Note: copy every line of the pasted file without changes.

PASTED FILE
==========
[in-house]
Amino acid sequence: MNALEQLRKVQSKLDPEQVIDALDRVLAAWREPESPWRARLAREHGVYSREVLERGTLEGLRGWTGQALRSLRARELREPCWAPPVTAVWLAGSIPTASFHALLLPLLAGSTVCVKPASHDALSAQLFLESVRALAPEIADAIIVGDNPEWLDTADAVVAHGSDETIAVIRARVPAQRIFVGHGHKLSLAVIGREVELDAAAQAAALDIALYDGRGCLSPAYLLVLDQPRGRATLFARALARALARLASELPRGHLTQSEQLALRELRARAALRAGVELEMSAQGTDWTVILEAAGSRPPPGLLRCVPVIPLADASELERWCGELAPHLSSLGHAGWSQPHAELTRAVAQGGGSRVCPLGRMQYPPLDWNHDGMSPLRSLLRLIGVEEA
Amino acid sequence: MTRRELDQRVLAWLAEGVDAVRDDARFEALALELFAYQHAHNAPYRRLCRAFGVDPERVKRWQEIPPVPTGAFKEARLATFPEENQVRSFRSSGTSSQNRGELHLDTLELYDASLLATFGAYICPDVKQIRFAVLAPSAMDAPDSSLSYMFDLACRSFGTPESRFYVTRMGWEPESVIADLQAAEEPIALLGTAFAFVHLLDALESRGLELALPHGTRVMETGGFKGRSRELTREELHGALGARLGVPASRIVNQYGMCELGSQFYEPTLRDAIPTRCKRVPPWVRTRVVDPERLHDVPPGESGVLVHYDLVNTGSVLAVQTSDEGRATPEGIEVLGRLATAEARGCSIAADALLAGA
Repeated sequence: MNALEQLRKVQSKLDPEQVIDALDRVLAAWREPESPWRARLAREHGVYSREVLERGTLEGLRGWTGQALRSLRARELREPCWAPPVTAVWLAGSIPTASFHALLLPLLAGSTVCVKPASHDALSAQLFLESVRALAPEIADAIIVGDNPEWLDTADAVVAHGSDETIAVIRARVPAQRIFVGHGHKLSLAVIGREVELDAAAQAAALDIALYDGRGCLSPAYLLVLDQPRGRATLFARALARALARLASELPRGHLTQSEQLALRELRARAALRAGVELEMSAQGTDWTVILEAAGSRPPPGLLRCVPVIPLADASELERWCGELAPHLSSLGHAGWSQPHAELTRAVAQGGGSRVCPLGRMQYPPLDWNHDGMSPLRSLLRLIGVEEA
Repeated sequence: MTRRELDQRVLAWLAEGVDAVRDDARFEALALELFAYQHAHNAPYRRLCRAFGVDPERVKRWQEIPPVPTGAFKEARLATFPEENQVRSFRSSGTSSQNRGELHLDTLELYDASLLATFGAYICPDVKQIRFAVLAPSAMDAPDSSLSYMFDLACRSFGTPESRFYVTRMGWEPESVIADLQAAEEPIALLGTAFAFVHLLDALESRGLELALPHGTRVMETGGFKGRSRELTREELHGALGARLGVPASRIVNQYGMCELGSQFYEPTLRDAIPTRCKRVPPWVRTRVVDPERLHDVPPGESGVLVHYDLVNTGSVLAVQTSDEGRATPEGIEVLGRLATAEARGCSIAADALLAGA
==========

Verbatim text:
[in-house]
Amino acid sequence: MNALEQLRKVQSKLDPEQVIDALDRVLAAWREPESPWRARLAREHGVYSREVLERGTLEGLRGWTGQALRSLRARELREPCWAPPVTAVWLAGSIPTASFHALLLPLLAGSTVCVKPASHDALSAQLFLESVRALAPEIADAIIVGDNPEWLDTADAVVAHGSDETIAVIRARVPAQRIFVGHGHKLSLAVIGREVELDAAAQAAALDIALYDGRGCLSPAYLLVLDQPRGRATLFARALARALARLASELPRGHLTQSEQLALRELRARAALRAGVELEMSAQGTDWTVILEAAGSRPPPGLLRCVPVIPLADASELERWCGELAPHLSSLGHAGWSQPHAELTRAVAQGGGSRVCPLGRMQYPPLDWNHDGMSPLRSLLRLIGVEEA
Amino acid sequence: MTRRELDQRVLAWLAEGVDAVRDDARFEALALELFAYQHAHNAPYRRLCRAFGVDPERVKRWQEIPPVPTGAFKEARLATFPEENQVRSFRSSGTSSQNRGELHLDTLELYDASLLATFGAYICPDVKQIRFAVLAPSAMDAPDSSLSYMFDLACRSFGTPESRFYVTRMGWEPESVIADLQAAEEPIALLGTAFAFVHLLDALESRGLELALPHGTRVMETGGFKGRSRELTREELHGALGARLGVPASRIVNQYGMCELGSQFYEPTLRDAIPTRCKRVPPWVRTRVVDPERLHDVPPGESGVLVHYDLVNTGSVLAVQTSDEGRATPEGIEVLGRLATAEARGCSIAADALLAGA
Repeated sequence: MNALEQLRKVQSKLDPEQVIDALDRVLAAWREPESPWRARLAREHGVYSREVLERGTLEGLRGWTGQALRSLRARELREPCWAPPVTAVWLAGSIPTASFHALLLPLLAGSTVCVKPASHDALSAQLFLESVRALAPEIADAIIVGDNPEWLDTADAVVAHGSDETIAVIRARVPAQRIFVGHGHKLSLAVIGREVELDAAAQAAALDIALYDGRGCLSPAYLLVLDQPRGRATLFARALARALARLASELPRGHLTQSEQLALRELRARAALRAGVELEMSAQGTDWTVILEAAGSRPPPGLLRCVPVIPLADASELERWCGELAPHLSSLGHAGWSQPHAELTRAVAQGGGSRVCPLGRMQYPPLDWNHDGMSPLRSLLRLIGVEEA
Repeated sequence: MTRRELDQRVLAWLAEGVDAVRDDARFEALALELFAYQHAHNAPYRRLCRAFGVDPERVKRWQEIPPVPTGAFKEARLATFPEENQVRSFRSSGTSSQNRGELHLDTLELYDASLLATFGAYICPDVKQIRFAVLAPSAMDAPDSSLSYMFDLACRSFGTPESRFYVTRMGWEPESVIADLQAAEEPIALLGTAFAFVHLLDALESRGLELALPHGTRVMETGGFKGRSRELTREELHGALGARLGVPASRIVNQYGMCELGSQFYEPTLRDAIPTRCKRVPPWVRTRVVDPERLHDVPPGESGVLVHYDLVNTGSVLAVQTSDEGRATPEGIEVLGRLATAEARGCSIAADALLAGA